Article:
In Need of a Philosophy of Liberty
What is lacking is a thoroughgoing reflection on freedom in the modern age, and the superior objectives (maqasid) of the Path (ash-Shari’a) that supercede its reduction to a body of regulations presented as God’s intangible laws. What ash-Shatibi provided us with, in his synthesis of the “objectives of the Shari’a — which is actually a “philosophy of law — must be thought for the notion of freedom: We need a “philosophy of liberty” that cannot be constricting, reactive or dogmatic but must be broad, holistic and liberating, valid for women and men alike.
There is a sore need of young scholars (ulama) of both sexes, of intellectuals who will show a modicum of courage. While respectful of the message and the immutable rules of practice, they must imperatively seek reconciliation with the intellectual audacity of those who have given the age-old Islamic tradition its strength.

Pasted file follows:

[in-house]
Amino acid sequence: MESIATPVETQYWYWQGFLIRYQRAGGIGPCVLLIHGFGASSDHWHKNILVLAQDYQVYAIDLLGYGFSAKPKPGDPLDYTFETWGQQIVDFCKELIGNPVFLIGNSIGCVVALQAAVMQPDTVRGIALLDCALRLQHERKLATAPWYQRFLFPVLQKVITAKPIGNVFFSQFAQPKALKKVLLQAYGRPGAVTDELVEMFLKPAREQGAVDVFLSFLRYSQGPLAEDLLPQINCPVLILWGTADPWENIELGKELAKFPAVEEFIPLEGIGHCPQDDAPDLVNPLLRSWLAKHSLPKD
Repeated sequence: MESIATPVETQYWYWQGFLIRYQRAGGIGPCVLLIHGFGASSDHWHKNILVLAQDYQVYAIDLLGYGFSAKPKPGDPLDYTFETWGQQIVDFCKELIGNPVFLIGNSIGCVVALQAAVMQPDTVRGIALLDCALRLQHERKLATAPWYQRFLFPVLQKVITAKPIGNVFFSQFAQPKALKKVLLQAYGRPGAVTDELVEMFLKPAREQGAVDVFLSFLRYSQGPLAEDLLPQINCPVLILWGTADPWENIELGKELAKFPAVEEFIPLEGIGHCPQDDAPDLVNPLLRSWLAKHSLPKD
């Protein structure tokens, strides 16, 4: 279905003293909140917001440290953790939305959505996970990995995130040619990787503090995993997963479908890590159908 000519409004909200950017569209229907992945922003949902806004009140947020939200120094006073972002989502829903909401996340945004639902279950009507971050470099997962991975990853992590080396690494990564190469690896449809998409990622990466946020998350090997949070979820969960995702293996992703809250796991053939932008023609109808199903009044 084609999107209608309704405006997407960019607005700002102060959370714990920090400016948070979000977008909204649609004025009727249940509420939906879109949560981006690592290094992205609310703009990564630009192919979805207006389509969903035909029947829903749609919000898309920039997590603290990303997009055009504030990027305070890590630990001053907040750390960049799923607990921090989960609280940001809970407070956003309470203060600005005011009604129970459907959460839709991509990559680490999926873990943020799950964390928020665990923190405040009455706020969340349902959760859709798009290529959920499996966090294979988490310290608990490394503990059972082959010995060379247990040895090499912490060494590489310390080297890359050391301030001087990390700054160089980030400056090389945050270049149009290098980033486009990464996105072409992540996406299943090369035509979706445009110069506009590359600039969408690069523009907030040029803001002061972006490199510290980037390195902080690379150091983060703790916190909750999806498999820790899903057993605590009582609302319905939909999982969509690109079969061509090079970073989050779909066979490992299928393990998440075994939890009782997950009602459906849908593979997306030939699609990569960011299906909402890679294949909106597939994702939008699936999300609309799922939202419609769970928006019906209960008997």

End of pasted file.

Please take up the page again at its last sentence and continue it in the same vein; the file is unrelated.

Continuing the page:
Against the institutions that have often shaped them, that are under state control and intellectually enfeebled (such as al-Azhar or Umm al-Qura today), the young Muslim generations must free themselves, make their presence felt and give new meaning to the dynamics of a civil society that is no longer a passive onlooker, or simply complain, and display their indignation, or explore new ways of acting, new and alternative visions. Yet, they must remain faithful to themselves, while resisting the established order.
The challenges are huge, but in freeing itself from the obsession with “politics,” a thought-based movement must elucidate the terms of a counter-power that sees the liberation of peoples through education, social involvement, alternatives to the dominant economy, through cultural and artistic creativity. Internally, I have mentioned the intellectual challenges of propounding general ultimate goals, and of developing a global vision that can guarantee autonomy and justice.